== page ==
To put things in perspective, let me go back to the crime of O J  Simpson -- the rich, powerful, and highly celebrated black American football star.


Image: Gujarat Chief Minister Narendra Modi

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Modi used religion to divide Gujarat

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O J Simpson, who was accused of killing his white wife Nicole Brown Simpson and her friend Ronald Goldman, was tried for a double murder in 1994, but was acquitted.

Simpson had put together a team of high-profile defence attorneys who persuaded the jurors that there was a reasonable doubt about Simpson's involvement in the murder, that the blood sample evidence provided by the prosecution was mishandled by the lab scientists and technicians, that the Los Angeles police is known to play a racially partisan role in cases involving blacks and whites.

That last strategy in a high-profile, and well publicised, trial divided most blacks and whites of the United States on their assessment of Simpson's guilt. Result: Simpson won the case and was found not guilty of the crime. Simpson used race to divide the country and the jury to win the case, just as Modi used religion to divide Gujarat and win elections.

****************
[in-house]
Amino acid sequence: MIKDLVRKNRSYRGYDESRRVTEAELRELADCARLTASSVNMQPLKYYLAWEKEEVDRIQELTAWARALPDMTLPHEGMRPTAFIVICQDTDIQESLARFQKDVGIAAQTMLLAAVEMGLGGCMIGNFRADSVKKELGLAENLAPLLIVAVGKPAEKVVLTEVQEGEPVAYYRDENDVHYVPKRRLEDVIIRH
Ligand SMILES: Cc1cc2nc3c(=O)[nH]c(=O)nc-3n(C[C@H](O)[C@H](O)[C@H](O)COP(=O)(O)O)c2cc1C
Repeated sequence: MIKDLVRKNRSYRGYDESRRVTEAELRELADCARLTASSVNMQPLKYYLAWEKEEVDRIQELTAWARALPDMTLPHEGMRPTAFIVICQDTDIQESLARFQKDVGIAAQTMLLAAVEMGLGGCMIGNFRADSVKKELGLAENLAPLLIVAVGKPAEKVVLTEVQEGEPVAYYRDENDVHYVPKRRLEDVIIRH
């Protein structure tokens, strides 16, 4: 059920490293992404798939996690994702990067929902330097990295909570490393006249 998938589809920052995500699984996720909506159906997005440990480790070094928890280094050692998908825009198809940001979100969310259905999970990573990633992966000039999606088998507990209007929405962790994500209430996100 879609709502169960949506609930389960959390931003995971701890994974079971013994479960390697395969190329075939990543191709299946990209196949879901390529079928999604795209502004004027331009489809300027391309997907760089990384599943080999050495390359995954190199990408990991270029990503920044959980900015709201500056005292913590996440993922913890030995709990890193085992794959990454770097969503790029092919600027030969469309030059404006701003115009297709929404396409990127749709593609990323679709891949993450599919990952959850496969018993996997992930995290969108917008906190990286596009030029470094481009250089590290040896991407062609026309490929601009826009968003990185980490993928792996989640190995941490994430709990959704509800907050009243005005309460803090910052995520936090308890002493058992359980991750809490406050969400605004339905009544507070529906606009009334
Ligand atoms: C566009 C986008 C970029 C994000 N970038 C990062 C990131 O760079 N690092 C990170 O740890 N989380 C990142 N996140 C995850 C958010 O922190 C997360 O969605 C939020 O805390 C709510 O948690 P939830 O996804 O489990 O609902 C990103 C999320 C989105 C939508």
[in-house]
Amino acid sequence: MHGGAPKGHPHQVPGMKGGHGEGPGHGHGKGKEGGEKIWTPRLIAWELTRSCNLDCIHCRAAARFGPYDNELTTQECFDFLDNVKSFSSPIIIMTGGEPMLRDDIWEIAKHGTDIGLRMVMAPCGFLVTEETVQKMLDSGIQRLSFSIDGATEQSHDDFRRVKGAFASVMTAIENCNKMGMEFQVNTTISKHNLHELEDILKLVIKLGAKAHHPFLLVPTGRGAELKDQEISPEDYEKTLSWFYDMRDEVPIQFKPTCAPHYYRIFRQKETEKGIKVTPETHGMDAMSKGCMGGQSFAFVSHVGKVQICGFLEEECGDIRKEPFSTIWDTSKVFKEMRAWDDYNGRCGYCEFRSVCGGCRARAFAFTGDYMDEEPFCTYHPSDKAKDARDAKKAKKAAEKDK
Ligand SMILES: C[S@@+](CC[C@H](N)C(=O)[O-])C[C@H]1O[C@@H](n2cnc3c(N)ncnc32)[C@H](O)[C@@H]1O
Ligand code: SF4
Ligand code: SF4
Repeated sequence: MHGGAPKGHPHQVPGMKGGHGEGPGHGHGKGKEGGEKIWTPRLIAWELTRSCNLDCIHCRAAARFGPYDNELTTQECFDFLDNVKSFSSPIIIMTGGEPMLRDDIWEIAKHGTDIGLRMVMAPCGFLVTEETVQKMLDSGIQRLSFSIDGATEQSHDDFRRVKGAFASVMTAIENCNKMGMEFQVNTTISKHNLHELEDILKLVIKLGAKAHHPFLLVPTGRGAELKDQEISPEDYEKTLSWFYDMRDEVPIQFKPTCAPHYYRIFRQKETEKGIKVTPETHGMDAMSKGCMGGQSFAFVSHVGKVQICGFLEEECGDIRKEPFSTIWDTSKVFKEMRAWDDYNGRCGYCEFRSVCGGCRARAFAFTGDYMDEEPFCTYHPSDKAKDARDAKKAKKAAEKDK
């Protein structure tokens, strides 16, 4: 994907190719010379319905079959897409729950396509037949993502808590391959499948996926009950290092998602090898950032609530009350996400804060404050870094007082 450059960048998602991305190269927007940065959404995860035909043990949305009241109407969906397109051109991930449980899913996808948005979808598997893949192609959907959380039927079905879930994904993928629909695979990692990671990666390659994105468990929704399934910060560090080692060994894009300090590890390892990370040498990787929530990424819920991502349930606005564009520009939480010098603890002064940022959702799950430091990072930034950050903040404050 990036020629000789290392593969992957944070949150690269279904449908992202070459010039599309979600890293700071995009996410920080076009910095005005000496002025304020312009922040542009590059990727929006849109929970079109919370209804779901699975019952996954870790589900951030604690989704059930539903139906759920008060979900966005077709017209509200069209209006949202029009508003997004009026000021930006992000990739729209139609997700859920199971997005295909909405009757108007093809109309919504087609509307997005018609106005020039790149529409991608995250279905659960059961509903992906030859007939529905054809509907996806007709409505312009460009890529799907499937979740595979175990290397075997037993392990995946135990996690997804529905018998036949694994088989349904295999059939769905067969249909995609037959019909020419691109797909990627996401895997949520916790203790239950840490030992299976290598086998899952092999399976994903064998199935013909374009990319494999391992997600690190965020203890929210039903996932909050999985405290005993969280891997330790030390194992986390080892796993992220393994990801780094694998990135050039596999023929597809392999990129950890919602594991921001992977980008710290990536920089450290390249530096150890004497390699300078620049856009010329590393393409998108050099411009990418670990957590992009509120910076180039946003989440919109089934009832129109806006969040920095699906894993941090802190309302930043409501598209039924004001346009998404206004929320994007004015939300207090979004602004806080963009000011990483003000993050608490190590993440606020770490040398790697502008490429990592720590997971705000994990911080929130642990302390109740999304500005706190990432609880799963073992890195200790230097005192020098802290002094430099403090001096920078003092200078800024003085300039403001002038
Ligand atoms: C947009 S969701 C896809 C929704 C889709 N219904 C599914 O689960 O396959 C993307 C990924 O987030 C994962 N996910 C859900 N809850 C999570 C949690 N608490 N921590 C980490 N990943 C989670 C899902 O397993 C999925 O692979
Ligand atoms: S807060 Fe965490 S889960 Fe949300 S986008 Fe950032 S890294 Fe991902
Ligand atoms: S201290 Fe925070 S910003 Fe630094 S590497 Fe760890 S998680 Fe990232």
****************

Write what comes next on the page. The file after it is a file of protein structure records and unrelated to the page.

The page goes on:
Image: OJ Simpson
Photographs: Reuters
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Crimes continue until justice finally catches up

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However, a few years later, in a civil suit brought by the families of Nicole Brown and Ronald Goldman for the wrongful deaths of their wards, a jury unanimously found there was a preponderance of evidence to hold Simpson liable for damages in the deaths of Goldman and Brown.